BelarusOfficial Name: Republic of Belarus
Must be valid for at least 3 months beyond scheduled departure date
BLANK PASSPORT PAGES:
Two blank pages when presented to Belarusian immigration authorities
TOURIST VISA REQUIRED:
Yes, if planning to stay more than 5 calendar days or if you enter or exit at border crossings other than the Minsk Airport. Please see below.
CURRENCY RESTRICTIONS FOR ENTRY:
CURRENCY RESTRICTIONS FOR EXIT:
Embassies and Consulates
46 Starovilenskaya St.
Minsk 220002, Belarus
Telephone: +(375) (17) 210-1283
Emergency After-Hours Telephone: +(375) (29) 676-0134
Fax: +(375) (17) 334-7853 or +(375) (17) 217-7160 (consular section)
See the Department of State’s Fact Sheet on Belarus for information on U.S. - Belarussian relations.
Entry, Exit & Visa Requirements
As of February 12, 2017, visitors traveling to Belarus, entering through the international airport and staying for no more than 5 days, including the days of arrival and departure, do not need a visa.”
The Ministry of Foreign Affairs states that visa-free movement through the airport does not extend to persons coming from the Russian Federation or intending to fly to the airports of the Russian Federation,(such flights are considered internal flights and do not have border control restrictions).
Travelers using a diplomatic, official or service, and other special passports still require a visa.
U.S. citizens wishing to enter Belarus for five days without a visa must have:
- a valid passport;
- financial means: at least 25 Euro (or equal amount in dollars or Belarusian rubles) for each day of stay;
- medical insurance of at least 10,000 Euros with coverage for all of Belarus
All U.S. citizens visiting more than seven calendar days or residing in Belarus are required to register with the local office of the Citizenship and Migration Department of the Ministry of Interior (formerly OVIR) within five business days of arrival.
- A passport and a visa are required to enter and transit Belarus, unless you are entering through the international airport and staying less than 5 calendar days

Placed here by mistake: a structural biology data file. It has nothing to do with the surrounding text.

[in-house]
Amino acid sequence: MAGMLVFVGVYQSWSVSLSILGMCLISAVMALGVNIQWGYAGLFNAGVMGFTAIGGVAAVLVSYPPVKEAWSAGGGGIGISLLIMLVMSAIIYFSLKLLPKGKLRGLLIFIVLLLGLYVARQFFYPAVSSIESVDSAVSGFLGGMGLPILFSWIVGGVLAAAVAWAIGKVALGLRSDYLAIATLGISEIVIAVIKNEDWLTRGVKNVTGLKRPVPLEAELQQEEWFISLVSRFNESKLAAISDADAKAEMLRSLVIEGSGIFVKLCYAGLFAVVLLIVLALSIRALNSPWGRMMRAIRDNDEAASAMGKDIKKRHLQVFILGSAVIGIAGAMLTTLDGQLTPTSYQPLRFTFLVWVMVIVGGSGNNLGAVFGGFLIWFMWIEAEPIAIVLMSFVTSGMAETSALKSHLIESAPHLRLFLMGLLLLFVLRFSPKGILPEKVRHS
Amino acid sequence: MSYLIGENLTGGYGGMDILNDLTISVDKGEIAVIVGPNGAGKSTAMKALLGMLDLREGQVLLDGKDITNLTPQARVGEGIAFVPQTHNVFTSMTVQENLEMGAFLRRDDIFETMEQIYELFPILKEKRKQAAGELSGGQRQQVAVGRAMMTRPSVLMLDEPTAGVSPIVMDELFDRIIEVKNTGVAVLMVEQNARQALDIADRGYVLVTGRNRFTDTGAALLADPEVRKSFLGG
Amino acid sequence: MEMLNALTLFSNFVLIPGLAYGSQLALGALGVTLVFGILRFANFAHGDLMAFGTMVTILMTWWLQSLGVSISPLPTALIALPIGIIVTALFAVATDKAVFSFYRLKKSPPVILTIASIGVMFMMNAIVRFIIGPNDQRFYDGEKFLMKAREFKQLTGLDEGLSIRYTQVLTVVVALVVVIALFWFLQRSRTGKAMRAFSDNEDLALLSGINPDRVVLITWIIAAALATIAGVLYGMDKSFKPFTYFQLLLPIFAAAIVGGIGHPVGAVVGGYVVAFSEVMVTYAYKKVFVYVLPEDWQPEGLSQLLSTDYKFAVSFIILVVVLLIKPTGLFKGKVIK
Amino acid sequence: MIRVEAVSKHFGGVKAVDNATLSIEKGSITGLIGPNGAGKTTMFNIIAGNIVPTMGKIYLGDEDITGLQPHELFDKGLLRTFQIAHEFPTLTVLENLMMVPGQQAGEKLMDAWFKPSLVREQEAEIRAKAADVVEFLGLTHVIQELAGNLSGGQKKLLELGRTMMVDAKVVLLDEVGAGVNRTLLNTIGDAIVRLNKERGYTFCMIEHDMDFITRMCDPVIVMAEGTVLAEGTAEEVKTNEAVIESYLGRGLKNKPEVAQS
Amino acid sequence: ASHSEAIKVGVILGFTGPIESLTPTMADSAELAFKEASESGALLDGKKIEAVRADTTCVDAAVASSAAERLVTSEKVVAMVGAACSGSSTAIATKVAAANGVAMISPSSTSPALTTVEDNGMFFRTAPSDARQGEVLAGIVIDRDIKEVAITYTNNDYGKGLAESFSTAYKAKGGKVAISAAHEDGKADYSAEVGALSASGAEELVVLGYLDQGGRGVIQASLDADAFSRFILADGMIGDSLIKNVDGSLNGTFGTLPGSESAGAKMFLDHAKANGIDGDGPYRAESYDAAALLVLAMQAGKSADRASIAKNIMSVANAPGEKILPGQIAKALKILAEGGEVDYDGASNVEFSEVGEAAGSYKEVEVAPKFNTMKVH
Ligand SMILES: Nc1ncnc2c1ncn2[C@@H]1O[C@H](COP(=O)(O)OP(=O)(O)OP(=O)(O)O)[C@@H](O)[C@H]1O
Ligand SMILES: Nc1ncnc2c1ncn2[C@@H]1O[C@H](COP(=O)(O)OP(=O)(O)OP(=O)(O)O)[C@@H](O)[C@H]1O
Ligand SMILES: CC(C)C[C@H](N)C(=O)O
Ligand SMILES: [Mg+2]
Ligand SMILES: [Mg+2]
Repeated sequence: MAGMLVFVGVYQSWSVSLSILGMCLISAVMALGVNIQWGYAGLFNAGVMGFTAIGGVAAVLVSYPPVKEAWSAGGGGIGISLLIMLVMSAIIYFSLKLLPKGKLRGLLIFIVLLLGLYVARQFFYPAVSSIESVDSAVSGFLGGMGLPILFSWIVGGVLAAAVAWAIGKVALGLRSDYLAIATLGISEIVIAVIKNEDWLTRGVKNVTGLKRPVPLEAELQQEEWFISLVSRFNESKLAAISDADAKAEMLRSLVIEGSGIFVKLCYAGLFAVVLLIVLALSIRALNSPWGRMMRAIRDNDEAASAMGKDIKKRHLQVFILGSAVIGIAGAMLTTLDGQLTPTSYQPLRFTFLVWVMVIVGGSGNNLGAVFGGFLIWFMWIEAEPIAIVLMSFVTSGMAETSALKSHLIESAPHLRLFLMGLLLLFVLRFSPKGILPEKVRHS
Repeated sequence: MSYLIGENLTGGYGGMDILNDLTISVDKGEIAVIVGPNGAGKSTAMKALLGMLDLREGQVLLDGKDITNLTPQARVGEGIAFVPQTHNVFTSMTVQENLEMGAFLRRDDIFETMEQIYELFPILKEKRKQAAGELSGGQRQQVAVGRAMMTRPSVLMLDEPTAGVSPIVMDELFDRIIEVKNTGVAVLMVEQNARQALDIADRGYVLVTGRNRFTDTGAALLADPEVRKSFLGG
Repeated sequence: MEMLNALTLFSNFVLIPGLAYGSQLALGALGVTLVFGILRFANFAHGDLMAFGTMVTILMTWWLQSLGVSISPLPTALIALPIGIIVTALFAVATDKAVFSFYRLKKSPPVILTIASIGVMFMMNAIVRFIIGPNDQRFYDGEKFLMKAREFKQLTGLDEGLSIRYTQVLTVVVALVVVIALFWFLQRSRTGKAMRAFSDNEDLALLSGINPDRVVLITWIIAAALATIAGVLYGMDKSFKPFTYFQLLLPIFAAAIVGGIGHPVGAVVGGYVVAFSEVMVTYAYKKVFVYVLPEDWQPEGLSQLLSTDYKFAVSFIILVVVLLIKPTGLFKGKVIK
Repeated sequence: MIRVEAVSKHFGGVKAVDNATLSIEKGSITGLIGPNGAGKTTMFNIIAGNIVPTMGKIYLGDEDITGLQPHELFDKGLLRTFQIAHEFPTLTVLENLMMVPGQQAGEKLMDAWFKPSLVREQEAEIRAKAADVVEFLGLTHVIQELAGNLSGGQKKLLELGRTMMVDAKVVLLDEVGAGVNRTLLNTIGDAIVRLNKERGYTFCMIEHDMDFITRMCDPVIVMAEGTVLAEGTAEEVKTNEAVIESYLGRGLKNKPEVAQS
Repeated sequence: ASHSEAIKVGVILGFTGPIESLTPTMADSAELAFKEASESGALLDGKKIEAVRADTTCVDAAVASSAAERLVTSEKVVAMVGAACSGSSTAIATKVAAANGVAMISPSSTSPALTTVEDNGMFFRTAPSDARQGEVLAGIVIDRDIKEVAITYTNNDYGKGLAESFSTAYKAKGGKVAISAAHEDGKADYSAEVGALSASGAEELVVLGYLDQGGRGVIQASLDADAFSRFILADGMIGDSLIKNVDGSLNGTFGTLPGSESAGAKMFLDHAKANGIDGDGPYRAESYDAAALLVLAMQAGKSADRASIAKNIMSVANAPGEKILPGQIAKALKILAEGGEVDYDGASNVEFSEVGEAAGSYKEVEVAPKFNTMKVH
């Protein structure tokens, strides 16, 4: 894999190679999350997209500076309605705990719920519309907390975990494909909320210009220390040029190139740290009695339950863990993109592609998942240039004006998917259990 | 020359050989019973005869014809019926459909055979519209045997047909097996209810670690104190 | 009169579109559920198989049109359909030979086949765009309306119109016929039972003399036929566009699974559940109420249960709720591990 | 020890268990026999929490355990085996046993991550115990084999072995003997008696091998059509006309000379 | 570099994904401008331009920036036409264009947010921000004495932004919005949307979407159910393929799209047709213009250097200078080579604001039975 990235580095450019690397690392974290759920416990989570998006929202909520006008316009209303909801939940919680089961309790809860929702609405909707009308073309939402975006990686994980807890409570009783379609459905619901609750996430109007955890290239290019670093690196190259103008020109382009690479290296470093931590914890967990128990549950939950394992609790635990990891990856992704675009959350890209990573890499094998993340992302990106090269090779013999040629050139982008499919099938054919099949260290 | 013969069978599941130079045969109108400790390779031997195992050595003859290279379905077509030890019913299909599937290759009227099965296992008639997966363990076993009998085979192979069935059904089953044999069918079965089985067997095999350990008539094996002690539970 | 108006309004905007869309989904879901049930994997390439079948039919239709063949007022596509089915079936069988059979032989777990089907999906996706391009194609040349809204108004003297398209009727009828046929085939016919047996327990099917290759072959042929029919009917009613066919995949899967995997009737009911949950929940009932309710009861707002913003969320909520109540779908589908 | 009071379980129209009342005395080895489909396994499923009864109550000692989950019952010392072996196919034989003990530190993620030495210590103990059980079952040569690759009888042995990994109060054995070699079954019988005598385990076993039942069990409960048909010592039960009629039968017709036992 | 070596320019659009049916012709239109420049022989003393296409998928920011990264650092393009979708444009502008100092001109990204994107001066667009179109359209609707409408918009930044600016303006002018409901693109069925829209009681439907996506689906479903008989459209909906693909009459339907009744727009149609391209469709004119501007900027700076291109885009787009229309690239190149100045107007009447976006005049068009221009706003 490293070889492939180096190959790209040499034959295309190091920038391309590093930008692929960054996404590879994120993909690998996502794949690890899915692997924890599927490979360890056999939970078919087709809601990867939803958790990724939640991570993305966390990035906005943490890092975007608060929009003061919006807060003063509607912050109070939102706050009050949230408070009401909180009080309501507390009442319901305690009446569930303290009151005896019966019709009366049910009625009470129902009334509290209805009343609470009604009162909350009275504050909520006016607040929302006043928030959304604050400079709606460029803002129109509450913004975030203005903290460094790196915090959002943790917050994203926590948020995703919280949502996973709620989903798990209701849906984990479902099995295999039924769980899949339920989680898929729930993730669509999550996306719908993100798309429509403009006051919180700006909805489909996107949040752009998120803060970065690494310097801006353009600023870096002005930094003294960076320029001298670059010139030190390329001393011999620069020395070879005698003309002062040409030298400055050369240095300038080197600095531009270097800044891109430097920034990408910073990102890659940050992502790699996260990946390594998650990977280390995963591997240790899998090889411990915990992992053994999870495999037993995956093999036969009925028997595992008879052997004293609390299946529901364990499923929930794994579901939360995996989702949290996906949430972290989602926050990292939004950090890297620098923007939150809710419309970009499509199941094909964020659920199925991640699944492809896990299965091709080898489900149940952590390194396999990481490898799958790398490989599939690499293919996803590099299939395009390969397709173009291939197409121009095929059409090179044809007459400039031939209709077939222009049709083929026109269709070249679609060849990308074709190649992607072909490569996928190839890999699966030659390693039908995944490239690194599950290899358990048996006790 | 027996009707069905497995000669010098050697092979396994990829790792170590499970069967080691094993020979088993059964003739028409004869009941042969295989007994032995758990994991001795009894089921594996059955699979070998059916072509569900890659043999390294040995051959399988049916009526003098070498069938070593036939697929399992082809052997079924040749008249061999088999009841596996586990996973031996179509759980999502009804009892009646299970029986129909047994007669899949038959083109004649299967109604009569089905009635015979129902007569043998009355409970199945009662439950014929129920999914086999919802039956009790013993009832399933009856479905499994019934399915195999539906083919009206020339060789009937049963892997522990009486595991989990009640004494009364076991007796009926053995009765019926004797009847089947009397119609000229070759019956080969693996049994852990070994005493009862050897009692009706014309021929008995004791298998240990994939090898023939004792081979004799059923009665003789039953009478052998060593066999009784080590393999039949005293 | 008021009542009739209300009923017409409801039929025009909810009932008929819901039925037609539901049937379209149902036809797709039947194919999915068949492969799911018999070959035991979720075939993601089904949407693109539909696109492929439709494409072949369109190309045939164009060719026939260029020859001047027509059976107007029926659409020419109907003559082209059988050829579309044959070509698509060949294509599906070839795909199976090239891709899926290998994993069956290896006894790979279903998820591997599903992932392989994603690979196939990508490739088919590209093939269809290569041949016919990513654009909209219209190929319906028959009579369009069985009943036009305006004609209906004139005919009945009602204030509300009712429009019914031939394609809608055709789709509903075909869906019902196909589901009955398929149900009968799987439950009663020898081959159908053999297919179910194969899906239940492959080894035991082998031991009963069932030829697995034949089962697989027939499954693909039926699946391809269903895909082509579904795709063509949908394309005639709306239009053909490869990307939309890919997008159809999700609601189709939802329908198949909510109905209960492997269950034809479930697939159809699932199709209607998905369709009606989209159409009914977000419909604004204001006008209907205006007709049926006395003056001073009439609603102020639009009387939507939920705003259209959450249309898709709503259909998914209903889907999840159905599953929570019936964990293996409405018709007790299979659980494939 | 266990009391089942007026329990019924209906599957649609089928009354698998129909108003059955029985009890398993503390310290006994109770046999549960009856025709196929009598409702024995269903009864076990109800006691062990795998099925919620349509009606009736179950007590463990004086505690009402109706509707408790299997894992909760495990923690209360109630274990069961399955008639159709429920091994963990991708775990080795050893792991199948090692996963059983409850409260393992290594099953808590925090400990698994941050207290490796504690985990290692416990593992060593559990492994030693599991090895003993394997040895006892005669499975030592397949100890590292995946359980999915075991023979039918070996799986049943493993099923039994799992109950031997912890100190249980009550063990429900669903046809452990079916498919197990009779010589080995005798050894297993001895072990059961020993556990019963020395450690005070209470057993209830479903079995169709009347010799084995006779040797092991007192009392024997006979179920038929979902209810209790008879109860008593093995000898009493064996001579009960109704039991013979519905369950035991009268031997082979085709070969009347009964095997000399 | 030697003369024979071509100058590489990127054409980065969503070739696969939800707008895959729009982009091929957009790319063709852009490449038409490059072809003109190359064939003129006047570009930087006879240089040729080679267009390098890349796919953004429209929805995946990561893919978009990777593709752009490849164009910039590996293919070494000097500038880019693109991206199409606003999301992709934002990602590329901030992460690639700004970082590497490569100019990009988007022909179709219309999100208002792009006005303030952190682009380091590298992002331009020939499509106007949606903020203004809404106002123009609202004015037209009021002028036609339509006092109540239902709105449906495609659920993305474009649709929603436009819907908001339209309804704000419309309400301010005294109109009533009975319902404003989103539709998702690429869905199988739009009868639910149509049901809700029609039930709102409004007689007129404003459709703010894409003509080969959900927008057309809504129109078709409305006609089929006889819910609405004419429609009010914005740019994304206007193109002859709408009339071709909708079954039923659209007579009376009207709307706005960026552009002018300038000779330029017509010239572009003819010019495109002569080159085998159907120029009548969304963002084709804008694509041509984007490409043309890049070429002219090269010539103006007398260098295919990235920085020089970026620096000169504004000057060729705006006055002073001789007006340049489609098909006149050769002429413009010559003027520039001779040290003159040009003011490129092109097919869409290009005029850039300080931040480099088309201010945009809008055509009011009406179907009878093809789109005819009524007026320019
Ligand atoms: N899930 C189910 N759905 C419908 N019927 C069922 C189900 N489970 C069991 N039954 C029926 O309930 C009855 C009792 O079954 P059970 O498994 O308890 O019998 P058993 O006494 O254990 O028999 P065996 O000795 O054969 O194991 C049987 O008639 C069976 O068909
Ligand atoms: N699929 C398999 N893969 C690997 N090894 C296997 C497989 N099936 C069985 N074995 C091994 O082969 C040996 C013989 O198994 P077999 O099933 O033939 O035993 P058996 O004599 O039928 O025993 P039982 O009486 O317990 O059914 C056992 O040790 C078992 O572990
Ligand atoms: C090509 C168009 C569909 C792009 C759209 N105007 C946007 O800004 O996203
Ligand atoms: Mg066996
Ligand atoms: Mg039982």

- We recommend you obtain a visa prior to traveling to Belarus
- Foreigners cannot stay more than 90 days a year on a temporary visa, starting the day they enter Belarus
- Airport Visas may be obtained in some cases, but we recommend you obtain a visa prior to traveling. A consular officer at the airport has the authority to refuse a visa application without explanation. You will be deported if your application is refused. Visa fees are not refundable.
- You must show proof of valid health insurance when applying for a visa. An original copy of the policy must be submitted to the consular officer at the time of visa application as proof of purchase. You should carry a copy of the policy with you at all times.
Visit the Belarusian Embassy web site for the latest visa information.
Transiting Schengen Countries:
- Your passport should be valid for at least three months beyond the period of stay if you plan on transiting a Schengen country.
- You will need sufficient proof of funds and a return airline ticket.
- For additional details about travel into and within Schengen countries, please see our Schengen fact sheet.
The U.S. Department of State is unaware of any HIV/AIDS entry restrictions for visitors to Belarus on a 30-day visit. Long-term residents (more than 90 days a year) or students must obtain an HIV/AIDS test in Belarus and submit the results to the Department of Citizenship and Migration when applying for an extension of stay or residency in Belarus. Please verify this information with the Embassy of Belarus before you travel.
Safety and Security
Credible information indicates terrorist groups continue plotting possible attacks in Europe. European governments are taking action to guard against terrorist attacks. All European countries remain potentially vulnerable to attacks from transnational terrorist organizations.
Demonstrations intended to be peaceful can sometimes become confrontational. For this reason, it is recommended that U.S. citizens avoid all demonstrations and protest gatherings.